Ideas, musings and inspirations.

As the oldest of six children, I’m a classic “first-born” with all the characteristics that come with that territory. And, because I was the eldest, I was frequently assigned special duties to help my mother run the household. Much of what is most important in ROI, I learned from her.

Here are four “mom-isms” that apply to marketing ROI.

Timing is everything. I learned early to shop on certain days for the best sale prices. The same is true for ROI. You can “shop” your metrics every day, but the price will be higher. You’ll sink more time into trying to make sense of micro-events that are often misleading. Don’t make yourself crazy. Instead, pull your data on the same day every month and monitor macro-trends. You’ll be on firmer ground for long-term decision making.

Plan ahead. Do you find yourself down a different metrics rabbit hole everyday? Are your stakeholders making different requests each day/week/month for analytics reports? Like the competing voices of siblings vying for parental attention, it can be a challenge to allow each person to be heard. So, it pays to plan ahead and reassure them that a thoughtful approach exists before any concerns arise. For example, gather stakeholder input on what metrics they want, document the agreed-to set of KPIs and schedule reporting cycles. Then, distribute that roadmap to your stakeholders. Demonstrating a well-planned approach pays off.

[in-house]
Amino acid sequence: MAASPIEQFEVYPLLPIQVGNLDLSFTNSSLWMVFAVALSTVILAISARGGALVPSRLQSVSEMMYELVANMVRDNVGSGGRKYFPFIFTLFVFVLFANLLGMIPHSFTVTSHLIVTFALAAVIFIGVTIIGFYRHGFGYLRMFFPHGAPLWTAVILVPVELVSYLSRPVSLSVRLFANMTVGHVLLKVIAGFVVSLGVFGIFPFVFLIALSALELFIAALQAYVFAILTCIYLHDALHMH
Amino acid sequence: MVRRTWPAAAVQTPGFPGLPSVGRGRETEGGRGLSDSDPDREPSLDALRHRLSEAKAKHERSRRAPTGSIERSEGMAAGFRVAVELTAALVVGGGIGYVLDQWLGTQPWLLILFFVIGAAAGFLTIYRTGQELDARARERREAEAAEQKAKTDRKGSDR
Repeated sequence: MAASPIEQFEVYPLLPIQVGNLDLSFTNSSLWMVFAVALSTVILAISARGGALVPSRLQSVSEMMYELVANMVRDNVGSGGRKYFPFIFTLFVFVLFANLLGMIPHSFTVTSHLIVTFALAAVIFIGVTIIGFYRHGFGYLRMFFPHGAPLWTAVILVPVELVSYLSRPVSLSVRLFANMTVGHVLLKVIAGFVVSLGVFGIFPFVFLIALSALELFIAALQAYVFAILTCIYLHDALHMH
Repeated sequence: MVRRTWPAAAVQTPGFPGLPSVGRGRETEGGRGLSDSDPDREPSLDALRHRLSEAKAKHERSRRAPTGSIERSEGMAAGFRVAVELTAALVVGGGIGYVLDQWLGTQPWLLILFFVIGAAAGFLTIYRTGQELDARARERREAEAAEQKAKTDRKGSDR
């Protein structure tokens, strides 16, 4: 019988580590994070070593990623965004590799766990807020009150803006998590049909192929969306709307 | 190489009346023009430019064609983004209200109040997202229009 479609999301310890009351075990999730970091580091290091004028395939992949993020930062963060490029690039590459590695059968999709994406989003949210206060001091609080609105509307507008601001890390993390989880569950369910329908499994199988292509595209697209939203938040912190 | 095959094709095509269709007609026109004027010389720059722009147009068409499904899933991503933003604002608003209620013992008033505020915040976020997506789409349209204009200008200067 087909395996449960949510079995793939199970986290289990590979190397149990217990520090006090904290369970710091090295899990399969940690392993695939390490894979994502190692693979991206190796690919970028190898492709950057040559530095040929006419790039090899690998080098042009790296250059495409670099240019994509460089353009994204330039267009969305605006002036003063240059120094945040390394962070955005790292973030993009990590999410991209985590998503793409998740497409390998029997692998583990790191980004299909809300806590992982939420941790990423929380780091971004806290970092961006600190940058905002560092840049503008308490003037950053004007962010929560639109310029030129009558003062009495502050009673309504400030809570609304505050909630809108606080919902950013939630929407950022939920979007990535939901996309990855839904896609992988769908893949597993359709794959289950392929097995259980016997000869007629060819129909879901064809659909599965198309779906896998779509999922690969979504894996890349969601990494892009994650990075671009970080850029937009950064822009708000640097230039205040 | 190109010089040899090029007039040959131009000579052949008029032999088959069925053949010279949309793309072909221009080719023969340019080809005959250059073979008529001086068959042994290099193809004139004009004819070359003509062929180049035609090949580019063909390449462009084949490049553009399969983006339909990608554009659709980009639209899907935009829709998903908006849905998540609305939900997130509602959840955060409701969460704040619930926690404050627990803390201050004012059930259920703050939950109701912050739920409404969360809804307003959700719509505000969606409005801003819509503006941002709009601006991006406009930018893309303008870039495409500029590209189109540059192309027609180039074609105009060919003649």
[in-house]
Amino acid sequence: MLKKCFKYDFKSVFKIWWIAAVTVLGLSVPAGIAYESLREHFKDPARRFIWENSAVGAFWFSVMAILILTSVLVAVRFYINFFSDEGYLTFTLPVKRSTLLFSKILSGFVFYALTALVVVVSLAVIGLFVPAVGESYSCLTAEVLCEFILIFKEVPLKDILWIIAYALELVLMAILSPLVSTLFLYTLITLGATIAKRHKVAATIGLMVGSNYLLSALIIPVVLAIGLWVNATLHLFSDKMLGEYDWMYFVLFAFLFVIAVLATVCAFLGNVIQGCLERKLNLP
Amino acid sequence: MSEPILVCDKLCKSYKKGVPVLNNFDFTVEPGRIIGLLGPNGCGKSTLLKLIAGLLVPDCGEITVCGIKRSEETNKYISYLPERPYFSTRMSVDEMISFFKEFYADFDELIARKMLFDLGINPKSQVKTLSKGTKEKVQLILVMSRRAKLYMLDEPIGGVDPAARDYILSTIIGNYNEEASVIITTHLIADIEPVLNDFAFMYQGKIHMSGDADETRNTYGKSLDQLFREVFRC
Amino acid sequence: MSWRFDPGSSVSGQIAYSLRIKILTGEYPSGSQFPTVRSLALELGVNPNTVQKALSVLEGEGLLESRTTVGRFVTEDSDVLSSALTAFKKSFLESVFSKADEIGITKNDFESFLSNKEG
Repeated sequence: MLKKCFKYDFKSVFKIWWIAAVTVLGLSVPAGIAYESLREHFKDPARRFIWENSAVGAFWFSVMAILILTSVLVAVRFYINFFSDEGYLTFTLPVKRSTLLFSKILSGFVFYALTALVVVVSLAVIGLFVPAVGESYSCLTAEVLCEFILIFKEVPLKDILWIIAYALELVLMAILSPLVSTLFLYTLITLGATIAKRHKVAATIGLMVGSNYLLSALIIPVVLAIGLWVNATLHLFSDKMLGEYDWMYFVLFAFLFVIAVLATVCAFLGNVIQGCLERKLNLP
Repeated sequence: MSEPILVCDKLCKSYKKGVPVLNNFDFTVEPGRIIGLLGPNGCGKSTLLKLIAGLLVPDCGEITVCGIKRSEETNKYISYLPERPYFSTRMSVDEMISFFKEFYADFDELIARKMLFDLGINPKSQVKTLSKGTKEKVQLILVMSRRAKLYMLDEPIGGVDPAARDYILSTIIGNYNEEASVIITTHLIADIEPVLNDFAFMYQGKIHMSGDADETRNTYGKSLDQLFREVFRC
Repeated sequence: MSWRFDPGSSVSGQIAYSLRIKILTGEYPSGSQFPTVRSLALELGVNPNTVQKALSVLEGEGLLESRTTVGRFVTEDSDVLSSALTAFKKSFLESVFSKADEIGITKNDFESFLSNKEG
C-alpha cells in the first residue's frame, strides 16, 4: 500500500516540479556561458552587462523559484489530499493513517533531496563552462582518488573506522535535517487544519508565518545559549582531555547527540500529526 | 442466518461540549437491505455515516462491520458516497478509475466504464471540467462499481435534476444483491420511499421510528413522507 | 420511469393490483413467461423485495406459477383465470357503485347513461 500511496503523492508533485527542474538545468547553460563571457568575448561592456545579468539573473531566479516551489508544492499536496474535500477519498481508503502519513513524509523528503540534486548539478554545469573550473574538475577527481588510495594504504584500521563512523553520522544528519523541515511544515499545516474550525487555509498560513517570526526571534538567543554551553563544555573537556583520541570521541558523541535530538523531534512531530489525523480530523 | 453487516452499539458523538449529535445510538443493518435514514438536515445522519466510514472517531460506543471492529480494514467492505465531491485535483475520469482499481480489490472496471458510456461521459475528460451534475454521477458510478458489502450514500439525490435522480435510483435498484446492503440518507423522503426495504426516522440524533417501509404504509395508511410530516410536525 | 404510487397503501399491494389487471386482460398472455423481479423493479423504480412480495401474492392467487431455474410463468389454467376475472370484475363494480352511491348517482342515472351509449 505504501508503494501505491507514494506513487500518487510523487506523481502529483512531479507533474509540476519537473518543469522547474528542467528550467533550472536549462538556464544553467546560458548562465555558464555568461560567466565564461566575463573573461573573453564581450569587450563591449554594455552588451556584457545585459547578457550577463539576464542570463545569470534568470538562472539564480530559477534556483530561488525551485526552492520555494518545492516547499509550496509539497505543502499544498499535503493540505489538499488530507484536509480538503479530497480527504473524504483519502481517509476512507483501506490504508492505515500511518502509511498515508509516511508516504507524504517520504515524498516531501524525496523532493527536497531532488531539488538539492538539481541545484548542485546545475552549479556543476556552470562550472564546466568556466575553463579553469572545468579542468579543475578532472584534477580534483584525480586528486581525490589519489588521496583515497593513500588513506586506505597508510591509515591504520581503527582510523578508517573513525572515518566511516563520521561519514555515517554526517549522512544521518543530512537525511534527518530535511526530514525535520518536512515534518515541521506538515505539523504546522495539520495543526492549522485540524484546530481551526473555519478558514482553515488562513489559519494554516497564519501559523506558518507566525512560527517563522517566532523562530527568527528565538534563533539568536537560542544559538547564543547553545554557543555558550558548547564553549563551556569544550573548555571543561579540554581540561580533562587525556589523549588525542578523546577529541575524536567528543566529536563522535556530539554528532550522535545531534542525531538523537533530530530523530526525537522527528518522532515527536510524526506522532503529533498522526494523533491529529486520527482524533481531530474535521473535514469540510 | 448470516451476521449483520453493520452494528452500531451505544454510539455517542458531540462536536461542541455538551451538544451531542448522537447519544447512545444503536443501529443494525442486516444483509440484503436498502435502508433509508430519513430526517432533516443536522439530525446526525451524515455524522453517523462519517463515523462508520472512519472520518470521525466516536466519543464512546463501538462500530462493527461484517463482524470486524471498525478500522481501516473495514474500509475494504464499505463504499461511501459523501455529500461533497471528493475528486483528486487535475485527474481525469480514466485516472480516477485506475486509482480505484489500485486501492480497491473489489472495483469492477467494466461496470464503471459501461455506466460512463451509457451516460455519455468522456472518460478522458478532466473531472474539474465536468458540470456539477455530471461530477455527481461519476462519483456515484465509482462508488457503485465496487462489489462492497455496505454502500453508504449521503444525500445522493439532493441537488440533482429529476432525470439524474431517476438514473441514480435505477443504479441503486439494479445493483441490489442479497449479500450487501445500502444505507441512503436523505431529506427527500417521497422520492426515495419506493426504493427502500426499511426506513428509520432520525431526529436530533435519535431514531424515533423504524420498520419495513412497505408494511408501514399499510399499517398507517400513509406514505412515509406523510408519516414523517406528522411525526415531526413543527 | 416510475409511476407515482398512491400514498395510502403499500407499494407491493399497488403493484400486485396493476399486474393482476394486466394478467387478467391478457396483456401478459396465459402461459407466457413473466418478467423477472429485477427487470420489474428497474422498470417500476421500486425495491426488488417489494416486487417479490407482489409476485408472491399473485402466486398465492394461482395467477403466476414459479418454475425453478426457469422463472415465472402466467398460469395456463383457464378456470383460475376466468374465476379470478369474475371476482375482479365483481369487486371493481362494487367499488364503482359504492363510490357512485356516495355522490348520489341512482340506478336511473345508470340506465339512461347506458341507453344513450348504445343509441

Share your toys. Yes, ROI is my own geeky little toy. But, it’s hard to build internal advocates and champions unless you educate stakeholders (marketing peers, senior management, clients, IT, etc.). Find those key champions and begin sharing key marketing metrics with them. Make reporting part of a formal agenda. Use every opportunity to increase their sophistication on analytics.

Save for a rainy day. Mom used to say, “put something away for tomorrow.” In terms of ROI planning, keep a folder of potential enhancements, relevant reports, industry articles, new techniques, emerging models and other “wish list” items to consider in the future. It’s a great way to maintain day-to-day focus on ROI, while keeping possible future enhancements within sight.

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